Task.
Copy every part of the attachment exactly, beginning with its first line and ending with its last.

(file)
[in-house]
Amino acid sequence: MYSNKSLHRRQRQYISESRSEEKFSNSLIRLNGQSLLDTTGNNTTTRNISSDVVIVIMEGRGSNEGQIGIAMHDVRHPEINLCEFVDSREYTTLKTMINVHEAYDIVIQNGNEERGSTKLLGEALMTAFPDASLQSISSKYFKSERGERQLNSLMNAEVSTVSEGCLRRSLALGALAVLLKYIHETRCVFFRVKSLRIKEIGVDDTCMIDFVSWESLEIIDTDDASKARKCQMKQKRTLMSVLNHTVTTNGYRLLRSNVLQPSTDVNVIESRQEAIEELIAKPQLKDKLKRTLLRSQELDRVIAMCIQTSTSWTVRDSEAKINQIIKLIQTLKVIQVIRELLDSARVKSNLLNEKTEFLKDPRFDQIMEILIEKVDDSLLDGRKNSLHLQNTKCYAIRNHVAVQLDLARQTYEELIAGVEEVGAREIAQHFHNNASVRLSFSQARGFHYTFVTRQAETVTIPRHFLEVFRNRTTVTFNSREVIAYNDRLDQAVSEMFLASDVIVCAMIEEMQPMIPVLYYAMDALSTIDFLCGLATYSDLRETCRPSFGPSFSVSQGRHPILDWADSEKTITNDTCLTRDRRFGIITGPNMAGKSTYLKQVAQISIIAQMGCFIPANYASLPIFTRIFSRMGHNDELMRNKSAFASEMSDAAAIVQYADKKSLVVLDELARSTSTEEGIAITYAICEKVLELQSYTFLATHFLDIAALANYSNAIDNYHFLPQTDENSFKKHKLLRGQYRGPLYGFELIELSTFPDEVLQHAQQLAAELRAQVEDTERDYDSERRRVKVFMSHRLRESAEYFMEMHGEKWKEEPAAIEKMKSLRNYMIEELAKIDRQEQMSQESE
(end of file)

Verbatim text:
[in-house]
Amino acid sequence: MYSNKSLHRRQRQYISESRSEEKFSNSLIRLNGQSLLDTTGNNTTTRNISSDVVIVIMEGRGSNEGQIGIAMHDVRHPEINLCEFVDSREYTTLKTMINVHEAYDIVIQNGNEERGSTKLLGEALMTAFPDASLQSISSKYFKSERGERQLNSLMNAEVSTVSEGCLRRSLALGALAVLLKYIHETRCVFFRVKSLRIKEIGVDDTCMIDFVSWESLEIIDTDDASKARKCQMKQKRTLMSVLNHTVTTNGYRLLRSNVLQPSTDVNVIESRQEAIEELIAKPQLKDKLKRTLLRSQELDRVIAMCIQTSTSWTVRDSEAKINQIIKLIQTLKVIQVIRELLDSARVKSNLLNEKTEFLKDPRFDQIMEILIEKVDDSLLDGRKNSLHLQNTKCYAIRNHVAVQLDLARQTYEELIAGVEEVGAREIAQHFHNNASVRLSFSQARGFHYTFVTRQAETVTIPRHFLEVFRNRTTVTFNSREVIAYNDRLDQAVSEMFLASDVIVCAMIEEMQPMIPVLYYAMDALSTIDFLCGLATYSDLRETCRPSFGPSFSVSQGRHPILDWADSEKTITNDTCLTRDRRFGIITGPNMAGKSTYLKQVAQISIIAQMGCFIPANYASLPIFTRIFSRMGHNDELMRNKSAFASEMSDAAAIVQYADKKSLVVLDELARSTSTEEGIAITYAICEKVLELQSYTFLATHFLDIAALANYSNAIDNYHFLPQTDENSFKKHKLLRGQYRGPLYGFELIELSTFPDEVLQHAQQLAAELRAQVEDTERDYDSERRRVKVFMSHRLRESAEYFMEMHGEKWKEEPAAIEKMKSLRNYMIEELAKIDRQEQMSQESE